Møller hypothesized that females use male streamer length as an indicator of male quality. In particular, males that had fewer parasites (specifically mites) during their development may have been able to grow longer streamers. To see whether parasite loads on chicks affect their future streamer length, Møller manipulated mite loads in nests and later measured the streamer lengths of male chicks once they matured. He found that indeed, it appeared that chicks with heavier mite loads had shorter streamers, and chicks with lighter mite loads had longer streamers (Figure B).

But the story is never that simple.  Biologists recognize that there are bound to be trade-offs associated with a structure such as a long tail. Recent work by Dr. Matthew Evans and colleagues focused on Barn Swallow tail length and aerodynamics.  Their research led them to conclude that longer tails led to greater mobility in flight and thus the ability to catch more insects, a trait normally associated with greater survival and therefore more years of reproduction. 

Male Barn Swallows have larger bodies than female Barn Swallows, and the Thermal Neutral Zone of the Barn Swallow (an endotherm) is 16-28°.  The feathers on the back and wings of the Barn Swallow are black (or a very dark blue).


Although well-studied in mammals, the role leptin plays in the metabolism of birds has only recently been investigated. To test whether birds respond to leptin, Lõhmus et al. (2002) injected leptin into small birds of thespecies Parus major.

Kochan et al. (2006) studied leptin in the Dunlin (Calidris alpine), a bird that builds up large fat reserves before migrating long-distances.  They hypothesized that leptin could serve as a signal to the Dunlin of the energy reserves that were available for migration.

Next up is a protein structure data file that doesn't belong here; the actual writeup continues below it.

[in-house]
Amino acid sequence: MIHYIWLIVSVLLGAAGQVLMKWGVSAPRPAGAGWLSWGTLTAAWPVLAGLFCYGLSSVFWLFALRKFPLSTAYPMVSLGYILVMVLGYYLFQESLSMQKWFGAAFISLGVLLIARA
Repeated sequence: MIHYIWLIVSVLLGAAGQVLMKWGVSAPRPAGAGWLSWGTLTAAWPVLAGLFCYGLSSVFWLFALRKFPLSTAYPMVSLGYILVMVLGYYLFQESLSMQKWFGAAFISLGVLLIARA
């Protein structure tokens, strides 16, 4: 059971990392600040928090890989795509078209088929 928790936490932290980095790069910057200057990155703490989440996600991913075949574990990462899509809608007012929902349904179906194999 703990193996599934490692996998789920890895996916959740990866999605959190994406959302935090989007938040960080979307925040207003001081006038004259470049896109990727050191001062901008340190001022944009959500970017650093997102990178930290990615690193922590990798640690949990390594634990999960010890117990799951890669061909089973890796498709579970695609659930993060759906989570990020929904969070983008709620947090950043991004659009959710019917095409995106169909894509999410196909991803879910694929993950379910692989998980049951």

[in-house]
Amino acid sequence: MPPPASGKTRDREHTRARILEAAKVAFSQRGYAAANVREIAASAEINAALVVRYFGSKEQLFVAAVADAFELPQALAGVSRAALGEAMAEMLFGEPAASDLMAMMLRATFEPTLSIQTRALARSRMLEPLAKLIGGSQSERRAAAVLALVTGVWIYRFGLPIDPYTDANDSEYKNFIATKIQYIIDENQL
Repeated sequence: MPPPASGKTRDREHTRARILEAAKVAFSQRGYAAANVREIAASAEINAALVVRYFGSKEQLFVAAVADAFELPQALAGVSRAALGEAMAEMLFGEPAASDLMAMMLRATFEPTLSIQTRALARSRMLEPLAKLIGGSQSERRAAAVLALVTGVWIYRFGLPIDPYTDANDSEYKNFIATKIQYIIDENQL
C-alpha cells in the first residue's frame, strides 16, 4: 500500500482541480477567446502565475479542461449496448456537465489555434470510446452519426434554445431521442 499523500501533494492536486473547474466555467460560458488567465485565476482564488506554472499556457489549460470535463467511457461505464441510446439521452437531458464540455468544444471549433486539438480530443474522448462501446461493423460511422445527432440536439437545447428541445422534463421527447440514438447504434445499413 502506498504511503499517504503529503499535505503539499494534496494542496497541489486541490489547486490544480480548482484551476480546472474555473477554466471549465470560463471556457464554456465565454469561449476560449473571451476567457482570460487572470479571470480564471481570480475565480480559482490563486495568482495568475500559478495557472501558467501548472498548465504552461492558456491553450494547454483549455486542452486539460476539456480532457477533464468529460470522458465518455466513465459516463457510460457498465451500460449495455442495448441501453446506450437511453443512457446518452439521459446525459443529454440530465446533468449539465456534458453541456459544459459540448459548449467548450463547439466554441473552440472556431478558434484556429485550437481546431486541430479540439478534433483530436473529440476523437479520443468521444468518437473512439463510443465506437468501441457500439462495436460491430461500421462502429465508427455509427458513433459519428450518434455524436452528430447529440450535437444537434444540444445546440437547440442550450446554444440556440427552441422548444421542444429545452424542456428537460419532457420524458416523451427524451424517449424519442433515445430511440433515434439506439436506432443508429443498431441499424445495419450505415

During Dunlin migration, fats are converted into fatty acids which are converted into acetyl CoA molecules.  Also during flight, glycolysis increases to meet the metabolic demands of bird muscle cells.   source


A center portion of a gene that codes for a protein is GCA|TCT|GCG|TCC|GCT|GCC

A mutation in the DNA resulted in the insertion of a Guanine (G) after the first C and added 2 Guanines at the end.



img12 img13

In September 2010, a newly described 35 million-year-old fossil Penguin hit the news. Found in Peru, this fossil penguin, Inkayacu paracasensis, is estimated to have been similar in body form to today’s Emperor Penguin, but twice its body mass, reaching 4.5 feet tall. Remarkably, the fossil also included feathers, and molecular biologists were able to look at the pigments in the feathers and suggest that unlike living penguins, this penguin was probably red and brown in color.

  In Emperor Penguins, males and females are similar in size and coloration. They breed during the frigid winter in Antarctica and exhibit biparental care. Females lay a single egg each season, and once an egg hatches, male and female penguins taking turns going out to sea to find fish and staying behind with the young chick (guarding it from the elements and potential predators).    source

img14 Prior to refrigeration and today’s health standards, ingestion of contaminated food was a serious health risk. One source of contamination is the bacteria Clostridium botulinum that produces the botulinum toxin that causes paralysis.source source
Misidentification of plants and fungi could also cause illness.  For example, the “death cap” mushroom contains a toxin that stops the production of RNA and another mushroom, sometimes called “fly Amanita” contains the toxin muscarine, which acts like (mimics) acetycholine.
  The drug cycloheximide immediately blocks protein synthesis in eukaryotic cells. It is a useful tool in molecular biological laboratories. source
source Dinitrophenol is a dangerous chemical that was once used in diet pills.  It is a mitochondrial poison that allows most of the cellular respiration processes to work normally, but reduces the amount of ATP that is made.